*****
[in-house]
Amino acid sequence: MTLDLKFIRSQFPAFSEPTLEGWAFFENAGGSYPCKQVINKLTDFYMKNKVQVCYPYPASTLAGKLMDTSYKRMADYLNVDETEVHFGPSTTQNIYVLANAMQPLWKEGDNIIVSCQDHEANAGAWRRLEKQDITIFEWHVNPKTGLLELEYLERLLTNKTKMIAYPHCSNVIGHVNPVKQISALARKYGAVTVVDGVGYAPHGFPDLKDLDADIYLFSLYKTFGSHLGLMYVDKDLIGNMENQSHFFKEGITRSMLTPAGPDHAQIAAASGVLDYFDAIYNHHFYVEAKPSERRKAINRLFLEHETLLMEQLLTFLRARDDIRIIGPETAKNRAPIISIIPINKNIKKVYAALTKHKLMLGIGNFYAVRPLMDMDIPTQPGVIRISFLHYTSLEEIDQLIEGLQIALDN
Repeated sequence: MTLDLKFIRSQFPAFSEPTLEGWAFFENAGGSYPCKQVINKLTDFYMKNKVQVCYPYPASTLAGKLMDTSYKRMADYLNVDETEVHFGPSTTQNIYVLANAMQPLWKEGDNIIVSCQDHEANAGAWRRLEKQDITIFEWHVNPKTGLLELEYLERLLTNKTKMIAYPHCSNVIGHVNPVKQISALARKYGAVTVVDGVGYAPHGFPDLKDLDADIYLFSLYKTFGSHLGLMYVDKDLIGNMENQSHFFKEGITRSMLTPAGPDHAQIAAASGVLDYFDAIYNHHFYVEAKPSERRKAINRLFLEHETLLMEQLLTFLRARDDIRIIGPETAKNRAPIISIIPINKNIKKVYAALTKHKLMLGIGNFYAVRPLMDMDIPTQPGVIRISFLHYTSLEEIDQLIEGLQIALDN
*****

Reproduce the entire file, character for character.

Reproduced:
[in-house]
Amino acid sequence: MTLDLKFIRSQFPAFSEPTLEGWAFFENAGGSYPCKQVINKLTDFYMKNKVQVCYPYPASTLAGKLMDTSYKRMADYLNVDETEVHFGPSTTQNIYVLANAMQPLWKEGDNIIVSCQDHEANAGAWRRLEKQDITIFEWHVNPKTGLLELEYLERLLTNKTKMIAYPHCSNVIGHVNPVKQISALARKYGAVTVVDGVGYAPHGFPDLKDLDADIYLFSLYKTFGSHLGLMYVDKDLIGNMENQSHFFKEGITRSMLTPAGPDHAQIAAASGVLDYFDAIYNHHFYVEAKPSERRKAINRLFLEHETLLMEQLLTFLRARDDIRIIGPETAKNRAPIISIIPINKNIKKVYAALTKHKLMLGIGNFYAVRPLMDMDIPTQPGVIRISFLHYTSLEEIDQLIEGLQIALDN
Repeated sequence: MTLDLKFIRSQFPAFSEPTLEGWAFFENAGGSYPCKQVINKLTDFYMKNKVQVCYPYPASTLAGKLMDTSYKRMADYLNVDETEVHFGPSTTQNIYVLANAMQPLWKEGDNIIVSCQDHEANAGAWRRLEKQDITIFEWHVNPKTGLLELEYLERLLTNKTKMIAYPHCSNVIGHVNPVKQISALARKYGAVTVVDGVGYAPHGFPDLKDLDADIYLFSLYKTFGSHLGLMYVDKDLIGNMENQSHFFKEGITRSMLTPAGPDHAQIAAASGVLDYFDAIYNHHFYVEAKPSERRKAINRLFLEHETLLMEQLLTFLRARDDIRIIGPETAKNRAPIISIIPINKNIKKVYAALTKHKLMLGIGNFYAVRPLMDMDIPTQPGVIRISFLHYTSLEEIDQLIEGLQIALDN